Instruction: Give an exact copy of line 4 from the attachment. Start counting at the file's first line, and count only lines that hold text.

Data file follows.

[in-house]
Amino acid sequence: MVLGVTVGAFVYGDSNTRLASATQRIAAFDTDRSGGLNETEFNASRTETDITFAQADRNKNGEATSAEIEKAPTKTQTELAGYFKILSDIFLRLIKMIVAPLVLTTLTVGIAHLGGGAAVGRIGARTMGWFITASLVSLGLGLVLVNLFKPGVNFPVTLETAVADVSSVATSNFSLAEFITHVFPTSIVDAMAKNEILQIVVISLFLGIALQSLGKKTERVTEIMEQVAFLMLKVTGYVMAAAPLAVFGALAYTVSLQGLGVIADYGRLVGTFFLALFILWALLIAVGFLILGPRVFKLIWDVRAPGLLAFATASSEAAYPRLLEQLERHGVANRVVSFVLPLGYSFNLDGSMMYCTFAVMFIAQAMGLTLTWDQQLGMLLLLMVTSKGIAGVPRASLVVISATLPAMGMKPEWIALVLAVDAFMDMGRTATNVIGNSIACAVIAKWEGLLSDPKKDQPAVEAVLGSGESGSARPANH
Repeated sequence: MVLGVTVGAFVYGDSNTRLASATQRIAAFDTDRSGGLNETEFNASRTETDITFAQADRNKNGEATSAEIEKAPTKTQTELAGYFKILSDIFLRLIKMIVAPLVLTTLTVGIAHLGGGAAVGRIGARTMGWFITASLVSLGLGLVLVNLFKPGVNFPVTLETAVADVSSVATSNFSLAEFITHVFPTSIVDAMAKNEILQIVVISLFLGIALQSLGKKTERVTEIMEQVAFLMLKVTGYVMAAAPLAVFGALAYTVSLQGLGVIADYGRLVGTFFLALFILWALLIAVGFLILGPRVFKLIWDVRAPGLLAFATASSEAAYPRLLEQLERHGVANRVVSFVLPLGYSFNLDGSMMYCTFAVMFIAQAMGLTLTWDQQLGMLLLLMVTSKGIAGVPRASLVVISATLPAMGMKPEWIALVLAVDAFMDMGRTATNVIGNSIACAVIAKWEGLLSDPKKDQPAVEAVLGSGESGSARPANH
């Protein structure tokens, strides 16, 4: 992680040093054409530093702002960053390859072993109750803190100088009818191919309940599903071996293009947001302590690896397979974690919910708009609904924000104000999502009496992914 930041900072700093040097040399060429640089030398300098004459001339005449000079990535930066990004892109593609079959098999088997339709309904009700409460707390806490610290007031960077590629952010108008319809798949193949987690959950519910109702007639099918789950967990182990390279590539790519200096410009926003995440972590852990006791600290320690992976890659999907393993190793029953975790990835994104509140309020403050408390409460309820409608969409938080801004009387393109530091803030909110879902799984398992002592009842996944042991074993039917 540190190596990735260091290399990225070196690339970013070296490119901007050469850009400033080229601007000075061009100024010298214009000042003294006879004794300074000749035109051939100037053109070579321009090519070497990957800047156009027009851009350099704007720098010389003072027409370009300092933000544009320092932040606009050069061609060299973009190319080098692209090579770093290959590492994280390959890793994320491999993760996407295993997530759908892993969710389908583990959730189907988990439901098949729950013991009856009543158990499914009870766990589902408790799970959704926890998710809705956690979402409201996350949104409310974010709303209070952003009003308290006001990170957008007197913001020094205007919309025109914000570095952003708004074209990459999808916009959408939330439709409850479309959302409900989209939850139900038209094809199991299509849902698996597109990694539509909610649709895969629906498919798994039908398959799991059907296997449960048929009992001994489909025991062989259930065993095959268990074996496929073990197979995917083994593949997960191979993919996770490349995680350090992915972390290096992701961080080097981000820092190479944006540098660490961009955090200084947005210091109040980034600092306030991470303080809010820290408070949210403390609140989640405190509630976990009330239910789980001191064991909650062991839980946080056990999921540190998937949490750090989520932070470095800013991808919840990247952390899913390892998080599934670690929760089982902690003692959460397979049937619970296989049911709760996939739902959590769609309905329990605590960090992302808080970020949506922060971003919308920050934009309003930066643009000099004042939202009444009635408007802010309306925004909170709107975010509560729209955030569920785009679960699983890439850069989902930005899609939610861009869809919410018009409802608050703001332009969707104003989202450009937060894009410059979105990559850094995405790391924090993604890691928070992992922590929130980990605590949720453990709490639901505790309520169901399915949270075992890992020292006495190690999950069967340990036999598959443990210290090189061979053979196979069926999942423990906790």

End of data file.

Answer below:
């Protein structure tokens, strides 16, 4: 992680040093054409530093702002960053390859072993109750803190100088009818191919309940599903071996293009947001302590690896397979974690919910708009609904924000104000999502009496992914 930041900072700093040097040399060429640089030398300098004459001339005449000079990535930066990004892109593609079959098999088997339709309904009700409460707390806490610290007031960077590629952010108008319809798949193949987690959950519910109702007639099918789950967990182990390279590539790519200096410009926003995440972590852990006791600290320690992976890659999907393993190793029953975790990835994104509140309020403050408390409460309820409608969409938080801004009387393109530091803030909110879902799984398992002592009842996944042991074993039917 540190190596990735260091290399990225070196690339970013070296490119901007050469850009400033080229601007000075061009100024010298214009000042003294006879004794300074000749035109051939100037053109070579321009090519070497990957800047156009027009851009350099704007720098010389003072027409370009300092933000544009320092932040606009050069061609060299973009190319080098692209090579770093290959590492994280390959890793994320491999993760996407295993997530759908892993969710389908583990959730189907988990439901098949729950013991009856009543158990499914009870766990589902408790799970959704926890998710809705956690979402409201996350949104409310974010709303209070952003009003308290006001990170957008007197913001020094205007919309025109914000570095952003708004074209990459999808916009959408939330439709409850479309959302409900989209939850139900038209094809199991299509849902698996597109990694539509909610649709895969629906498919798994039908398959799991059907296997449960048929009992001994489909025991062989259930065993095959268990074996496929073990197979995917083994593949997960191979993919996770490349995680350090992915972390290096992701961080080097981000820092190479944006540098660490961009955090200084947005210091109040980034600092306030991470303080809010820290408070949210403390609140989640405190509630976990009330239910789980001191064991909650062991839980946080056990999921540190998937949490750090989520932070470095800013991808919840990247952390899913390892998080599934670690929760089982902690003692959460397979049937619970296989049911709760996939739902959590769609309905329990605590960090992302808080970020949506922060971003919308920050934009309003930066643009000099004042939202009444009635408007802010309306925004909170709107975010509560729209955030569920785009679960699983890439850069989902930005899609939610861009869809919410018009409802608050703001332009969707104003989202450009937060894009410059979105990559850094995405790391924090993604890691928070992992922590929130980990605590949720453990709490639901505790309520169901399915949270075992890992020292006495190690999950069967340990036999598959443990210290090189061979053979196979069926999942423990906790």